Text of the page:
The concept of B-Spec was first developed through collaboration between Honda Performance Development and Mazdaspeed Motorsports Development with the goal of creating a common set of rules that could be adopted by different racing series or sanctioning organizations. CTCC worked with the Sports Car Club of America and Grand-Am to solidify a set of rules that would respect both the B-Spec concept and goals of the different series. B-Spec is designed to be an entry-level and affordable category and highlights one of the fastest-growing segments of the automobile business. Both Honda and Mazda revealed their new prototypes in December 2010. Since then, the Honda Fit and Mazda 2 have been joined by the Ford Fiesta and Fiat 500 at various test sessions. Other eligible cars include the Chevrolet Sonic, Kia Rio, Mini Cooper, Nissan Versa and Toyota Yaris.

Like its Super and Touring Classes, the new B-Spec Class will have its own set of requirements and will feature showroom stock racing cars utilizing stock engines and chassis, fitted with a competition roll cage, racing seat and other safety equipment along with the approved Continental ExtremeContact race tires and Sunoco race fuel. Weight equalization will be used to balance performance among competing manufacturers.

The entry-level B-Spec Class introduces a compact car category with stock engine and strictly controlled modifications.

Following the 2014 CTCC season, in which there were 4 full time cars at the start of the year, the series decided to drop the class for 2015. Replacing the class for that year would be the return of the GT class.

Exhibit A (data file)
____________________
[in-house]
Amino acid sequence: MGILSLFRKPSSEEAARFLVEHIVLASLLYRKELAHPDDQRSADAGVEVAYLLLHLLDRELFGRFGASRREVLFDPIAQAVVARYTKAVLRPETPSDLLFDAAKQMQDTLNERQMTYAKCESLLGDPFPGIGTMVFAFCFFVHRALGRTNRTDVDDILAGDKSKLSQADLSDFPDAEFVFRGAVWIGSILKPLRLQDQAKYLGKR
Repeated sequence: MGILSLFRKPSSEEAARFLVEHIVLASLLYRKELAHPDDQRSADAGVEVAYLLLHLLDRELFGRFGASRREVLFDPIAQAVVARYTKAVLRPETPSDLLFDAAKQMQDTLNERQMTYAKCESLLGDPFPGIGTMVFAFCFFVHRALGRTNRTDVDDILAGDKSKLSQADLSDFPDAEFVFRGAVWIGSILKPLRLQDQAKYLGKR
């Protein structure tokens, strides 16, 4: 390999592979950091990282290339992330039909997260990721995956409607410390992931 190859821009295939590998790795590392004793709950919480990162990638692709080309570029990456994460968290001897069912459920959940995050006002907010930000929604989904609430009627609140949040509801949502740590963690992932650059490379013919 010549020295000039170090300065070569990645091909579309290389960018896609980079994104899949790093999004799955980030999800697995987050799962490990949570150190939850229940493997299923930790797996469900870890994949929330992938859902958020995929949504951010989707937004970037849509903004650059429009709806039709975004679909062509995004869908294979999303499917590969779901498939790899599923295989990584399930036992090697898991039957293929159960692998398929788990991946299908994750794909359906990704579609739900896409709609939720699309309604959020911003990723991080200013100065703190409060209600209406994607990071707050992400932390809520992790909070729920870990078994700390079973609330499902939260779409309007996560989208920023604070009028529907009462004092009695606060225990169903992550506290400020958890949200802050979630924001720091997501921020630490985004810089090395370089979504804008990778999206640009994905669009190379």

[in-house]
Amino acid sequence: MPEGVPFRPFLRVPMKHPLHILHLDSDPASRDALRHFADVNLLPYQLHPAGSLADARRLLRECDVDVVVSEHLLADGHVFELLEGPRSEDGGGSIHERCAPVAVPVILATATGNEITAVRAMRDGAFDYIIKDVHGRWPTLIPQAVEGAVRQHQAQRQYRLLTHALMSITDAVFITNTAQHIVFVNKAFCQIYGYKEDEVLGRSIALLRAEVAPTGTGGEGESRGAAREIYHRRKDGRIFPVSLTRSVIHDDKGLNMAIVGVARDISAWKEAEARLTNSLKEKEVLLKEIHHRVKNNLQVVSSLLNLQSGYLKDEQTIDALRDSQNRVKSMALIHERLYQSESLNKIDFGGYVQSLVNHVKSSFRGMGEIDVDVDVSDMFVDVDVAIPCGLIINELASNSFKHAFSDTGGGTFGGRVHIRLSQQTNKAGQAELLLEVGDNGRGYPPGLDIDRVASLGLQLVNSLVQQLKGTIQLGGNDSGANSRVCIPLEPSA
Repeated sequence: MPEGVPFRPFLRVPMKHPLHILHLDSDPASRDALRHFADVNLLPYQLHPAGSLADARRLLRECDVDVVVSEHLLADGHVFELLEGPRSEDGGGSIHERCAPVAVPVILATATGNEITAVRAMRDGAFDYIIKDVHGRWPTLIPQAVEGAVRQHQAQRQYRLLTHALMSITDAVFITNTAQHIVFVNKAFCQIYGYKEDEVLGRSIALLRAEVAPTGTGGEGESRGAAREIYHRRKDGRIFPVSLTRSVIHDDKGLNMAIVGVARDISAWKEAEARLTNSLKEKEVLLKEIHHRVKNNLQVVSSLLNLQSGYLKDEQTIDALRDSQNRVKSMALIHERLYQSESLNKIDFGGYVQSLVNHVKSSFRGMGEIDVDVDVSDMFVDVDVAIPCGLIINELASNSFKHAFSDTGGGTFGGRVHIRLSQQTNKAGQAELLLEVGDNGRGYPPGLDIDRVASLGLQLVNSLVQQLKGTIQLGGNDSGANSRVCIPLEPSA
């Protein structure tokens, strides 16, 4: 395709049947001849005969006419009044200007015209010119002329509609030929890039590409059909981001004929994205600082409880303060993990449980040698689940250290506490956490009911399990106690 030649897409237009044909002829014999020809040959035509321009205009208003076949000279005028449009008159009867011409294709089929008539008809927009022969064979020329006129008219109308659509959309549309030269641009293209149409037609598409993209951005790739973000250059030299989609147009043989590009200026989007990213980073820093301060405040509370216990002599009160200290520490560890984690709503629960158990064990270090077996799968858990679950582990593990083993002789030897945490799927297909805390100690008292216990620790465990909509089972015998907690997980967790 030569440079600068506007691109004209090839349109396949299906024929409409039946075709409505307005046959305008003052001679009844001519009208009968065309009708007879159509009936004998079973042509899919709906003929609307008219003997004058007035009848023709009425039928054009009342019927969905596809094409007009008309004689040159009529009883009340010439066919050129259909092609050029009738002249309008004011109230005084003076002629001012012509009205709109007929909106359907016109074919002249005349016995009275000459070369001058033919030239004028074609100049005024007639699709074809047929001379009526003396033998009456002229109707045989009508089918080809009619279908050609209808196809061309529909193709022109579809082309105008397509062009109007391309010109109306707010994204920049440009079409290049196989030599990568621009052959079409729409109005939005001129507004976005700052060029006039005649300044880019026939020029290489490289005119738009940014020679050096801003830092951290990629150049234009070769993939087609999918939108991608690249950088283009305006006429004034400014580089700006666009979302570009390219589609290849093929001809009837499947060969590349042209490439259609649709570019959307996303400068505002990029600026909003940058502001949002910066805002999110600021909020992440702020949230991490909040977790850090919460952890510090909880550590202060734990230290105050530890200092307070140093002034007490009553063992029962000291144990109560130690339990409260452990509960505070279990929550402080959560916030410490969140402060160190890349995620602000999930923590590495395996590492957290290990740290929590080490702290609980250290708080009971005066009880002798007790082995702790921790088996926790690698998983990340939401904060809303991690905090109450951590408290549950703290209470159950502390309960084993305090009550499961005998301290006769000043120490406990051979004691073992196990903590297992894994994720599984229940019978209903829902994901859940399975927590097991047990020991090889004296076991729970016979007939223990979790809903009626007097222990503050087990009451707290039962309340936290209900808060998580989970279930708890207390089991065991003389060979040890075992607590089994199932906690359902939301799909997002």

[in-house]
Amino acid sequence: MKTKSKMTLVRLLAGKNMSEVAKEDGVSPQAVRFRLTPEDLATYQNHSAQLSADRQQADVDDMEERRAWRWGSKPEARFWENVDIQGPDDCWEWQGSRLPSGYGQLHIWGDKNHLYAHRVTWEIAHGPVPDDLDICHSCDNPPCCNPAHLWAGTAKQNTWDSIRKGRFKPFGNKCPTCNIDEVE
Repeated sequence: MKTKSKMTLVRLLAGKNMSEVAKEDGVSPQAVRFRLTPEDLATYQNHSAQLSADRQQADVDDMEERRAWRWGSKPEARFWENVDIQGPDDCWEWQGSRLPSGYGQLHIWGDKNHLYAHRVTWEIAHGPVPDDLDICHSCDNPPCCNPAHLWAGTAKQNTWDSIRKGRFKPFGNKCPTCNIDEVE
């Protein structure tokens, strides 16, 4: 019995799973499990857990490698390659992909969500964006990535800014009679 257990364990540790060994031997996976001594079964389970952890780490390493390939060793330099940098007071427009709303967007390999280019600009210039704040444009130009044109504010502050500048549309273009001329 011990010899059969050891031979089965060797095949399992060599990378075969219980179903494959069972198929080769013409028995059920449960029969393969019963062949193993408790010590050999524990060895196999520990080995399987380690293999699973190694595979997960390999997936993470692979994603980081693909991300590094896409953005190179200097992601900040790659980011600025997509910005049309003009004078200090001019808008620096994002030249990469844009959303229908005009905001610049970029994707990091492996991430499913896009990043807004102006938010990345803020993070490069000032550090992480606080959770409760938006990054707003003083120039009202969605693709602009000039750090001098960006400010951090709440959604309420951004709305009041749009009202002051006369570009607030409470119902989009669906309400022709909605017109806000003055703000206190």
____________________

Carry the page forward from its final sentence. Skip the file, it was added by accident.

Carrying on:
Participating automotive brands include Acura, Audi, BMW, Chevrolet, Honda, Hyundai, Fiat, Ford, Mazda, MINI, Nissan, Scion, Subaru, Toyota and Volkswagen.


Season Category
GT Super Touring
2007 Ontario Sasha Anis Quebec Charles-Andre Bilodeau Quebec Alain Lauzière
Super Touring
2008 Ontario Nigel Krikorian Ontario Andre Rapone [2]
2009 Quebec Nick Wittmer Quebec Alain Lauzière [3]
2010 Quebec Nick Wittmer Ontario Anthony Rapone [4]
2011 Quebec Etienne Borgeat Ontario Tom Kwok [5]
Super Touring B-Spec
2012 Ontario Sasha Anis Ontario Damon Sharpe Quebec Nick Wittmer [6]
2013 Ontario Scott Nicol Ontario Damon Sharpe Quebec Karl Wittmer [7]
2014 Quebec Roger Ledoux Quebec Michel Sallenbach Quebec Normand Boyer [8]
Grand Touring Super Touring
2015 Ontario Ian Stanley Crerar Quebec Roger Ledoux Quebec Alain Lauzière [9]
2016 Quebec Chris Sahakian Ontario Eric Hochgeschurz Quebec Michel Sallenbach [10]
GT Sport Super Touring
2017 Ontario Bob Attrell Ontario Eric Hochgeschurz Quebec Michel Sallenbach [11]
GT Cup GT Sport Super Touring
2018 Ontario Bob Attrell Ontario Ethan Simioni Ontario Marc Raymond Ontario Shawn Little [12]
GT Sport TCR
2019 Alberta Parker Thompson Ontario Gary Kwok [13]
2020 Ontario Orey Fidani Ontario Zachary Vanier [14]

Race Tracks Visited by CTCC[edit]